Style and Workflow

This document contains normative rules for writing GNUnet code and naming conventions used throughout the project.

Naming conventions

Header files

For header files, the following suffixes should be used:

Suffix

Usage

_lib

Libraries without associated processes

_service

Libraries using service processes

_plugin

Plugin definition

_protocol

structs used in network protocol

There exist a few exceptions to these rules within the codebase:

  • gnunet_config.h and gnunet_directories.h are automatically generated.

  • gnunet_common.h, which defines fundamental routines

  • platform.h, first included. .. I have no idea what that means

  • gettext.h, an external library.

Binaries

For binary files, the following convention should be used:

Name format

Usage

gnunet-service-xxx

Service processes (with listen sockets)

gnunet-daemon-xxx

Daemon processes (without listen sockets)

gnunet-helper-xxx[-yyy]

SUID helper for module xxx

gnunet-yyy

End-user command line tools

libgnunet_plugin_xxx_yyy.so

Plugin for API xxx

libgnunetxxx.so

Library for API xxx

Logging

The convention is to define a macro on a per-file basis to manage logging:

#define LOG(kind,...)
[logging_macro] (kind, "[component_name]", __VA_ARGS__)

The table below indicates the substitutions which should be made for [component_name] and [logging_macro].

Software category

[component_name]

[logging_macro]

Services and daemons

Directory name in GNUNET_log_setup

GNUNET_log

Command line tools

Full name in GNUNET_log_setup

GNUNET_log

Service access libraries

[directory_name]

GNUNET_log_from

Pure libraries

Library name (without lib or .so)

GNUNET_log_from

Plugins

[directory_name]-[plugin_name]

GNUNET_log_from

Todo

Clear up terminology within the style guide (_lib, _service mapped to appropriate software categories)

Todo

Interpret and write configuration style

Symbols

Exported symbols must be prefixed with GNUNET_[module_name]_ and be defined in [module_name].c. The only exceptions to this rule are symbols defined in gnunet_common.h.

Private symbols, including structs and macros, must not be prefixed. In addition, they must not be exported in a way that linkers could use them or other libraries might see them via headers. This means that they must never be declared in src/include, and only declared or defined in C source files or headers under src/[module_name].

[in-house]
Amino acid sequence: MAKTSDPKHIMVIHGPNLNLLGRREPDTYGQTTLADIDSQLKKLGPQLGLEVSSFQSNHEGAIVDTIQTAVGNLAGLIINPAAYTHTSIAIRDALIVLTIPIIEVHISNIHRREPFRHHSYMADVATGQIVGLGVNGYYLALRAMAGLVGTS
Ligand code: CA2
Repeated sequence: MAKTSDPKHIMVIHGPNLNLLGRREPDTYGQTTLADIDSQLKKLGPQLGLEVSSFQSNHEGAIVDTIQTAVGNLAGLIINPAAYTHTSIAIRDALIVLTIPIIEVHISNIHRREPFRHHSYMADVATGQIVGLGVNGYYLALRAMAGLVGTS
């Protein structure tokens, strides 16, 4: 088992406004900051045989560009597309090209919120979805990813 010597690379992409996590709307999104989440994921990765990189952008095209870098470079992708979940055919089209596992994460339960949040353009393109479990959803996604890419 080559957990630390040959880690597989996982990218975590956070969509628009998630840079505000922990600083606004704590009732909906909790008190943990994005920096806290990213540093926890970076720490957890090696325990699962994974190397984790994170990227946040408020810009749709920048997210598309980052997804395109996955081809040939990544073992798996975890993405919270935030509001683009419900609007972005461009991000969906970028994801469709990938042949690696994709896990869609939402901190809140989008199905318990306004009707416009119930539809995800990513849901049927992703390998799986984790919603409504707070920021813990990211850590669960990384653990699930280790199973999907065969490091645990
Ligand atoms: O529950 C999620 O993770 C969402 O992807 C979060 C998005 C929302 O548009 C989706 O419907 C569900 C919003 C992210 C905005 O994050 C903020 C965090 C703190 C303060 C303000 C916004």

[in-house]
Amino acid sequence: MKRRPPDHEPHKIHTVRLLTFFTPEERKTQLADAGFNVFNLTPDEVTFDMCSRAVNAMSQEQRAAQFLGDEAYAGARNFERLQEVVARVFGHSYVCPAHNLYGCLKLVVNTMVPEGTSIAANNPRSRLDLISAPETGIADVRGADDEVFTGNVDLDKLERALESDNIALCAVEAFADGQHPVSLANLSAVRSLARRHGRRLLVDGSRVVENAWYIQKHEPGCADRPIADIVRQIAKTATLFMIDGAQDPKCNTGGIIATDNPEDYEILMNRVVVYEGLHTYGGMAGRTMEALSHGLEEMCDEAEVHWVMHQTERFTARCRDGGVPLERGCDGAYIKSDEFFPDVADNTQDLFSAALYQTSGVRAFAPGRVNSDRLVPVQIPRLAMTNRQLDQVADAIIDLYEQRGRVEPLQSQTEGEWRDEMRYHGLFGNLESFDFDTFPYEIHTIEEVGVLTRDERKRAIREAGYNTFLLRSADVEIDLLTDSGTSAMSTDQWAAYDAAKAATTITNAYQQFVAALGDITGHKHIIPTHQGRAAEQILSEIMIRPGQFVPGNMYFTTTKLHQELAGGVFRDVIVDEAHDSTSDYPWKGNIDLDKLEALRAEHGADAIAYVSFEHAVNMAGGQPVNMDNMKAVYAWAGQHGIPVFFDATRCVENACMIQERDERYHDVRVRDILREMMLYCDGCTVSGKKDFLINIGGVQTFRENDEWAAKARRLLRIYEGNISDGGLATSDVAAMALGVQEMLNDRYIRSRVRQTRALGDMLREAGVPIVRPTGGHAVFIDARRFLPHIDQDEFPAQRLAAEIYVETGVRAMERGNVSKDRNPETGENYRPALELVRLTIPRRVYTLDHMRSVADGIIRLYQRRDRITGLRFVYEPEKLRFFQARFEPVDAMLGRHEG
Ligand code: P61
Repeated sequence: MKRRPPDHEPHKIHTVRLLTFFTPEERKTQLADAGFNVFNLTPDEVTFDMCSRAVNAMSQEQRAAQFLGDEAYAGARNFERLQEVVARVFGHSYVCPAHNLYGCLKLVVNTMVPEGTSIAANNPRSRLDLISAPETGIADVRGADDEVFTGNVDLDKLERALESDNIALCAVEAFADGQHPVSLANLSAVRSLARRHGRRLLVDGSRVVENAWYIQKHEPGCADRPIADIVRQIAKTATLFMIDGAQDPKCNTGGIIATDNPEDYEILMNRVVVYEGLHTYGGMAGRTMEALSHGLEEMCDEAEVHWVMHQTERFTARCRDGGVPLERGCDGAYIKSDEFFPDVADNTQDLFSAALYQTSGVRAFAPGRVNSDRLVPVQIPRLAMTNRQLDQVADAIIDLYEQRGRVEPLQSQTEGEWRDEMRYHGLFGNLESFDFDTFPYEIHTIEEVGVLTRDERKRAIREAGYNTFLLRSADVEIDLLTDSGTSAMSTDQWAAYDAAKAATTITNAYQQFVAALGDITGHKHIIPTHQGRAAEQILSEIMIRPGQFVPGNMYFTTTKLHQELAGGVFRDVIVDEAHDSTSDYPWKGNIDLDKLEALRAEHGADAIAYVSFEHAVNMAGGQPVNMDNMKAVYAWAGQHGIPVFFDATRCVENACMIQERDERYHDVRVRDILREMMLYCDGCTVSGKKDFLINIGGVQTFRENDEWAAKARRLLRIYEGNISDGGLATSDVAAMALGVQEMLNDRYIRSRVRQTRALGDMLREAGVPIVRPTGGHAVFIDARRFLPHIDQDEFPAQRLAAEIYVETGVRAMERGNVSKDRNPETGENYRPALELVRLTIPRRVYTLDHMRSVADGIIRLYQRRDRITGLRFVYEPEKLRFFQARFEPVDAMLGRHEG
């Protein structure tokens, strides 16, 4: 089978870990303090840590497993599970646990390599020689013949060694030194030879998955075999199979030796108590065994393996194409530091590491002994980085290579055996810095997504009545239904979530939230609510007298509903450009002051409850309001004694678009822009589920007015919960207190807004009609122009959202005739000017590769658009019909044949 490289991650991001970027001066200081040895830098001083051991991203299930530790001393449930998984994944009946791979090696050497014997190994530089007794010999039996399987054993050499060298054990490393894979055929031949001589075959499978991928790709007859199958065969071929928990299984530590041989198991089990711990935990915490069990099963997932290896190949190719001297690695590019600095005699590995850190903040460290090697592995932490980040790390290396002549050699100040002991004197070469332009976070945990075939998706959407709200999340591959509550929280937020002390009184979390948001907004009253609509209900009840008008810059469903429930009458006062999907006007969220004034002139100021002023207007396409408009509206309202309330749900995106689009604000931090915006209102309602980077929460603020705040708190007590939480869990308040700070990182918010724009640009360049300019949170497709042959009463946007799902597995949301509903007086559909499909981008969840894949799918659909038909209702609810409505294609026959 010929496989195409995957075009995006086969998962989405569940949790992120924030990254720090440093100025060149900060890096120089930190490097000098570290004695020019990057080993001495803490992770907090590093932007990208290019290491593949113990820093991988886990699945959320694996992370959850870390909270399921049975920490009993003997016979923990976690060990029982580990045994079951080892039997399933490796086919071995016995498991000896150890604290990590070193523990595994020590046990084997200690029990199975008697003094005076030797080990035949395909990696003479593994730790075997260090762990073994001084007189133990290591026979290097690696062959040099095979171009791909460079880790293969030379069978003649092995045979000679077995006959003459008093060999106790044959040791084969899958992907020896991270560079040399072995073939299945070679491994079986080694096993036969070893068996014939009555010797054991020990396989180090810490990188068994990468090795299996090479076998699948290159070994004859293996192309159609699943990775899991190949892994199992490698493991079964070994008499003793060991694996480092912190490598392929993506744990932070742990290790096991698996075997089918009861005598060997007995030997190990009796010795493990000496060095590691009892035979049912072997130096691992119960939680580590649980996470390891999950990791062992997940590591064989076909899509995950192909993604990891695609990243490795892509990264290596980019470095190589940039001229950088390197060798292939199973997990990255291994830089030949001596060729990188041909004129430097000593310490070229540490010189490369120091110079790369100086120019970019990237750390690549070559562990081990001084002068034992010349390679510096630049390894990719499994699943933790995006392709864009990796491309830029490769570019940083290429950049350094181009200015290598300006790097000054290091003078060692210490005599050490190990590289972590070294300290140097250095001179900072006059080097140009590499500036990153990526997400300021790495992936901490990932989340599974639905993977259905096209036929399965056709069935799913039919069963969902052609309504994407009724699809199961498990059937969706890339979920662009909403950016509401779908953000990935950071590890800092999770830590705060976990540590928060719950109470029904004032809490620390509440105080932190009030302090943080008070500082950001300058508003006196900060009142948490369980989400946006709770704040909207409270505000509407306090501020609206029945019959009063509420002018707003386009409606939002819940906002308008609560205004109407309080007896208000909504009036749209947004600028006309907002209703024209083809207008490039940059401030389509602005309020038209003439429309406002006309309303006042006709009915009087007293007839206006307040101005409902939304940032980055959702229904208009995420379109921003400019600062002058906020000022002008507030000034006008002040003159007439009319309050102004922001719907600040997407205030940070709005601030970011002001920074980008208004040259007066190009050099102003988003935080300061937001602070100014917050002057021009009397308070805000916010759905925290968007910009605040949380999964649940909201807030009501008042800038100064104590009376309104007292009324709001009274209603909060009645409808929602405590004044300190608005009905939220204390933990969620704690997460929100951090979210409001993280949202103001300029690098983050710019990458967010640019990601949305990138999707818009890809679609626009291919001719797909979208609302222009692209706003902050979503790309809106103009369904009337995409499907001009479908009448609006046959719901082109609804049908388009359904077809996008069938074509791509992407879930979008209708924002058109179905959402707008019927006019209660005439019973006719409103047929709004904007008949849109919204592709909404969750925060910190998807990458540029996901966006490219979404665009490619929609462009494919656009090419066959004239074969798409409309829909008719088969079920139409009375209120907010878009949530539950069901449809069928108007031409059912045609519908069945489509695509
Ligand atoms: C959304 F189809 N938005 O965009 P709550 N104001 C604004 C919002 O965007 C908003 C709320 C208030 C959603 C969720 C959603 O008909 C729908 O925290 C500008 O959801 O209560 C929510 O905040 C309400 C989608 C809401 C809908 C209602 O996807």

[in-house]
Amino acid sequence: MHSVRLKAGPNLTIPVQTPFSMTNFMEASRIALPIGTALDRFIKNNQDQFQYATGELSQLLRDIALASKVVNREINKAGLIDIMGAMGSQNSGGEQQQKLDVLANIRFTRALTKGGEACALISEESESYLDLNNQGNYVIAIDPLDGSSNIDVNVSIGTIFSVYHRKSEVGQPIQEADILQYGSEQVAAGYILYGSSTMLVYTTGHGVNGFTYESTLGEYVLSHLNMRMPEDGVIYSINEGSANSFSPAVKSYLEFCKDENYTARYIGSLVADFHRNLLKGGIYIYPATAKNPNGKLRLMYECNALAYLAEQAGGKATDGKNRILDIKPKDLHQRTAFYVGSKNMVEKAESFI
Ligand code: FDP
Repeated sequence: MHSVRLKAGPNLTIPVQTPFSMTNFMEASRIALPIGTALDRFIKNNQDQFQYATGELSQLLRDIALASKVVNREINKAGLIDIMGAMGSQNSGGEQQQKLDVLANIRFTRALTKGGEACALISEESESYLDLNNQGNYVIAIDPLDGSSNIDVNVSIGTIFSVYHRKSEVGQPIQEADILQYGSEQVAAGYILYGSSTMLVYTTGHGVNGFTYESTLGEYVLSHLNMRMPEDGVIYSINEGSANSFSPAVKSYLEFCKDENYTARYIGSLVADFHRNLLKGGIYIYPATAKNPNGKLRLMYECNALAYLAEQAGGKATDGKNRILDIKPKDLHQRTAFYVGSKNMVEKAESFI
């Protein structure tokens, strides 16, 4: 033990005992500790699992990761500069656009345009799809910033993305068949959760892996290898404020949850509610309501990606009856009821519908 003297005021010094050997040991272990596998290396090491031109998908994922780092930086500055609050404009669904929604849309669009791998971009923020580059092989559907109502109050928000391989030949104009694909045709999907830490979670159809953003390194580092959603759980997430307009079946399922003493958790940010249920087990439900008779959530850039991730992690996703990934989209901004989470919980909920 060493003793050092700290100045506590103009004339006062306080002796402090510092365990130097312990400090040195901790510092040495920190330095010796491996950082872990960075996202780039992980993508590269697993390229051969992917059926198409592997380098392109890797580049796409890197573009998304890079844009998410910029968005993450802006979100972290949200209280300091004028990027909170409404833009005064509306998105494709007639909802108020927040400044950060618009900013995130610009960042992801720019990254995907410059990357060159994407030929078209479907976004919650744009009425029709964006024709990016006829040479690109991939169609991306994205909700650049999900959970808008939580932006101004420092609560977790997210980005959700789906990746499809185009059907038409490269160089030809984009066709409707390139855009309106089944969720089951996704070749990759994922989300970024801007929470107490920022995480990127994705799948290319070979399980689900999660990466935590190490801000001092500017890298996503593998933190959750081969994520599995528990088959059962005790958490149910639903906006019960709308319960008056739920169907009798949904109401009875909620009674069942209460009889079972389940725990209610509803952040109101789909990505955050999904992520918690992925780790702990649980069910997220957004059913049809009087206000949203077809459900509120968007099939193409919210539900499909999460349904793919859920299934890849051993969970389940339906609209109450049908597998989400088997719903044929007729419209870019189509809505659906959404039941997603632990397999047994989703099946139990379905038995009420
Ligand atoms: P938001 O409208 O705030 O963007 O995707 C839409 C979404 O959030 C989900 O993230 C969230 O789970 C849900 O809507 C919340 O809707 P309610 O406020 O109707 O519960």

Tests

Test cases and performance tests should follow the naming conventions test_[module-under-test]_[test_description].c and perf_[module-under-test]_[test_description].c, respectively.

In either case, if there is only a single test, [test_description] may be omitted.

src subdirectories

Subdirectories of src

Coding style

Todo

Examples should follow GNU Coding Standards?

This project follows the GNU Coding Standards.

Indentation is done with two spaces per level, never with tabs. Specific (though incomplete) indentation rules are defined in an uncrustify configuration file (in contrib) and are enforced by Git hooks.

Todo

Link to uncrustify config in contrib.

C99-style struct initialisation is acceptable and generally encouraged.

Todo

Clarify whether there are cases where C99-style struct init is discouraged?

As in all good C code, we care about symbol space pollution and thus use static to limit the scope where possible, even in the compilation unit that contains main.

Only one variable should be declared per line:

// bad
int i,j;

// good
int i;
int j;

This helps keep diffs small and forces developers to think precisely about the type of every variable.

Note that char * is different from const char* and int is different from unsigned int or uint32_t. Each variable type should be chosen with care.

While goto should generally be avoided, having a goto to the end of a function to a block of clean up statements (free, close, etc.) can be acceptable.

Conditions should be written with constants on the left (to avoid accidental assignment) and with the true target being either the error case or the significantly simpler continuation. For example: